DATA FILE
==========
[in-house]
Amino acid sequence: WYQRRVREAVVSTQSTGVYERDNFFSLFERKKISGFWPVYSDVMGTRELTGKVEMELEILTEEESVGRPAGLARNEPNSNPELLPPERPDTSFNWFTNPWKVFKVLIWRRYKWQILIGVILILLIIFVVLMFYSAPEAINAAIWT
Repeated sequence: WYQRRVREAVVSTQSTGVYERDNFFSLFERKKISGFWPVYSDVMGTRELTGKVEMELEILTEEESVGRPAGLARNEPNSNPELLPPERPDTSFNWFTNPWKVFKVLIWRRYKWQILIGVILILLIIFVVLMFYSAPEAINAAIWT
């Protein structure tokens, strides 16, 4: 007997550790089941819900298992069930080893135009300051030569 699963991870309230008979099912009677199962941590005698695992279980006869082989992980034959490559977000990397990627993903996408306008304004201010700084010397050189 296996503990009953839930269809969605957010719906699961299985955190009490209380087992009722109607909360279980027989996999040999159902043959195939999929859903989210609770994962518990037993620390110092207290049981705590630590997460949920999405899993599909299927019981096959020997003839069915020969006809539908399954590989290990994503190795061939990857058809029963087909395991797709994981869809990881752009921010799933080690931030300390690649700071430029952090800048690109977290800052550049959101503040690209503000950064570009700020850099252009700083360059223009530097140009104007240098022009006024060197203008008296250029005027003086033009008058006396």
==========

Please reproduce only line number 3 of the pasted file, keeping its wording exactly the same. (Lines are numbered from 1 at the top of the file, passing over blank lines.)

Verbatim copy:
Repeated sequence: WYQRRVREAVVSTQSTGVYERDNFFSLFERKKISGFWPVYSDVMGTRELTGKVEMELEILTEEESVGRPAGLARNEPNSNPELLPPERPDTSFNWFTNPWKVFKVLIWRRYKWQILIGVILILLIIFVVLMFYSAPEAINAAIWT